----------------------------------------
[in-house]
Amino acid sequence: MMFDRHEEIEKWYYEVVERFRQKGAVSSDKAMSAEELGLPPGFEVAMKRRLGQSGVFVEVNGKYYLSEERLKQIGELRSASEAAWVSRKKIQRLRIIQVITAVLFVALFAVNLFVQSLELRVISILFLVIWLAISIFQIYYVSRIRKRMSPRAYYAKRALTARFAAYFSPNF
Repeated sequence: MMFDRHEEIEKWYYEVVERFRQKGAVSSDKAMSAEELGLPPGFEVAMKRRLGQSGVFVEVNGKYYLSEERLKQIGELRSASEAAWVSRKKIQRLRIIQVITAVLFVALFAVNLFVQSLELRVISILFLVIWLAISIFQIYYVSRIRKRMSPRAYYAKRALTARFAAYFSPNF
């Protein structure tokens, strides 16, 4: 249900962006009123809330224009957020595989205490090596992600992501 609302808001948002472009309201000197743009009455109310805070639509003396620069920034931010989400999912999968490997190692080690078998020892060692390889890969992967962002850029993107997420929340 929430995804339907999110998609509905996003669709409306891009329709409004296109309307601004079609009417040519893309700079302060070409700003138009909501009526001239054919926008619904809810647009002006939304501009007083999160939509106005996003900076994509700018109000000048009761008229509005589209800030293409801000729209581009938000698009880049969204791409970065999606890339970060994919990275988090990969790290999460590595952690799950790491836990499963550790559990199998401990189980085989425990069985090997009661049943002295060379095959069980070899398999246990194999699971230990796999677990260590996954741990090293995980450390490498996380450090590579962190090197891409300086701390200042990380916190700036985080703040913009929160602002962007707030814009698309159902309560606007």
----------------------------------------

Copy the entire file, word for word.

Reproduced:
[in-house]
Amino acid sequence: MMFDRHEEIEKWYYEVVERFRQKGAVSSDKAMSAEELGLPPGFEVAMKRRLGQSGVFVEVNGKYYLSEERLKQIGELRSASEAAWVSRKKIQRLRIIQVITAVLFVALFAVNLFVQSLELRVISILFLVIWLAISIFQIYYVSRIRKRMSPRAYYAKRALTARFAAYFSPNF
Repeated sequence: MMFDRHEEIEKWYYEVVERFRQKGAVSSDKAMSAEELGLPPGFEVAMKRRLGQSGVFVEVNGKYYLSEERLKQIGELRSASEAAWVSRKKIQRLRIIQVITAVLFVALFAVNLFVQSLELRVISILFLVIWLAISIFQIYYVSRIRKRMSPRAYYAKRALTARFAAYFSPNF
């Protein structure tokens, strides 16, 4: 249900962006009123809330224009957020595989205490090596992600992501 609302808001948002472009309201000197743009009455109310805070639509003396620069920034931010989400999912999968490997190692080690078998020892060692390889890969992967962002850029993107997420929340 929430995804339907999110998609509905996003669709409306891009329709409004296109309307601004079609009417040519893309700079302060070409700003138009909501009526001239054919926008619904809810647009002006939304501009007083999160939509106005996003900076994509700018109000000048009761008229509005589209800030293409801000729209581009938000698009880049969204791409970065999606890339970060994919990275988090990969790290999460590595952690799950790491836990499963550790559990199998401990189980085989425990069985090997009661049943002295060379095959069980070899398999246990194999699971230990796999677990260590996954741990090293995980450390490498996380450090590579962190090197891409300086701390200042990380916190700036985080703040913009929160602002962007707030814009698309159902309560606007």